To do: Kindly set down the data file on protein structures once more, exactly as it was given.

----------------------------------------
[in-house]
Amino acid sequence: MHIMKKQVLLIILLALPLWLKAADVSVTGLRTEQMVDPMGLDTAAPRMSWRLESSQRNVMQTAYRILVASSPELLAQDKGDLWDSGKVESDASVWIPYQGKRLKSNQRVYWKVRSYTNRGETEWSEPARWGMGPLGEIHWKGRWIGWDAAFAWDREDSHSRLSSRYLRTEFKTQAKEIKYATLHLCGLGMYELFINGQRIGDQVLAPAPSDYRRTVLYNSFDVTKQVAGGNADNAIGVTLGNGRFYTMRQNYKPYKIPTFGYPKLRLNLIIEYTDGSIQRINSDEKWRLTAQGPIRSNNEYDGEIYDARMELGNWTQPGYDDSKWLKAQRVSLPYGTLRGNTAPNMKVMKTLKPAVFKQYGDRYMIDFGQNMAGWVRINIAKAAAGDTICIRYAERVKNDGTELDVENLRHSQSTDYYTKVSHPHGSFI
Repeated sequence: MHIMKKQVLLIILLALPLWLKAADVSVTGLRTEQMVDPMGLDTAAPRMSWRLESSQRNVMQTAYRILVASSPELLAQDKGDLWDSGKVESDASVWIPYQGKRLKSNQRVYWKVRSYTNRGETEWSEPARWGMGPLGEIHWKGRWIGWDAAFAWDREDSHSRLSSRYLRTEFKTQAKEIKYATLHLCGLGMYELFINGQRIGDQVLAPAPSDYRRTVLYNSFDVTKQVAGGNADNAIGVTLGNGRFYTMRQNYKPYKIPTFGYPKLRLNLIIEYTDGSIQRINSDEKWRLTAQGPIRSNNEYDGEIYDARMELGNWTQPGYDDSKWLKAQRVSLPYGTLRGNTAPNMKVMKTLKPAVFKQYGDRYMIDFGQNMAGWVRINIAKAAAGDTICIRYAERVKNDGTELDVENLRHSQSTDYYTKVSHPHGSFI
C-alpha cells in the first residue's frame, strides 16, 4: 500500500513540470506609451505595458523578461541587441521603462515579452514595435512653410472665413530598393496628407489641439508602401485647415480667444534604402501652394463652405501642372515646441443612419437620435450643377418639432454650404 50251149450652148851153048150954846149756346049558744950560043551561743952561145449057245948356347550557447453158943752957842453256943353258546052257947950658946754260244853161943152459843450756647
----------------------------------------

[in-house]
Amino acid sequence: MHIMKKQVLLIILLALPLWLKAADVSVTGLRTEQMVDPMGLDTAAPRMSWRLESSQRNVMQTAYRILVASSPELLAQDKGDLWDSGKVESDASVWIPYQGKRLKSNQRVYWKVRSYTNRGETEWSEPARWGMGPLGEIHWKGRWIGWDAAFAWDREDSHSRLSSRYLRTEFKTQAKEIKYATLHLCGLGMYELFINGQRIGDQVLAPAPSDYRRTVLYNSFDVTKQVAGGNADNAIGVTLGNGRFYTMRQNYKPYKIPTFGYPKLRLNLIIEYTDGSIQRINSDEKWRLTAQGPIRSNNEYDGEIYDARMELGNWTQPGYDDSKWLKAQRVSLPYGTLRGNTAPNMKVMKTLKPAVFKQYGDRYMIDFGQNMAGWVRINIAKAAAGDTICIRYAERVKNDGTELDVENLRHSQSTDYYTKVSHPHGSFI
Repeated sequence: MHIMKKQVLLIILLALPLWLKAADVSVTGLRTEQMVDPMGLDTAAPRMSWRLESSQRNVMQTAYRILVASSPELLAQDKGDLWDSGKVESDASVWIPYQGKRLKSNQRVYWKVRSYTNRGETEWSEPARWGMGPLGEIHWKGRWIGWDAAFAWDREDSHSRLSSRYLRTEFKTQAKEIKYATLHLCGLGMYELFINGQRIGDQVLAPAPSDYRRTVLYNSFDVTKQVAGGNADNAIGVTLGNGRFYTMRQNYKPYKIPTFGYPKLRLNLIIEYTDGSIQRINSDEKWRLTAQGPIRSNNEYDGEIYDARMELGNWTQPGYDDSKWLKAQRVSLPYGTLRGNTAPNMKVMKTLKPAVFKQYGDRYMIDFGQNMAGWVRINIAKAAAGDTICIRYAERVKNDGTELDVENLRHSQSTDYYTKVSHPHGSFI
C-alpha cells in the first residue's frame, strides 16, 4: 500500500513540470506609451505595458523578461541587441521603462515579452514595435512653410472665413530598393496628407489641439508602401485647415480667444534604402501652394463652405501642372515646441443612419437620435450643377418639432454650404 50251149450652148851153048150954846149756346049558744950560043551561743952561145449057245948356347550557447453158943752957842453256943353258546052257947950658946754260244853161943152459843450756647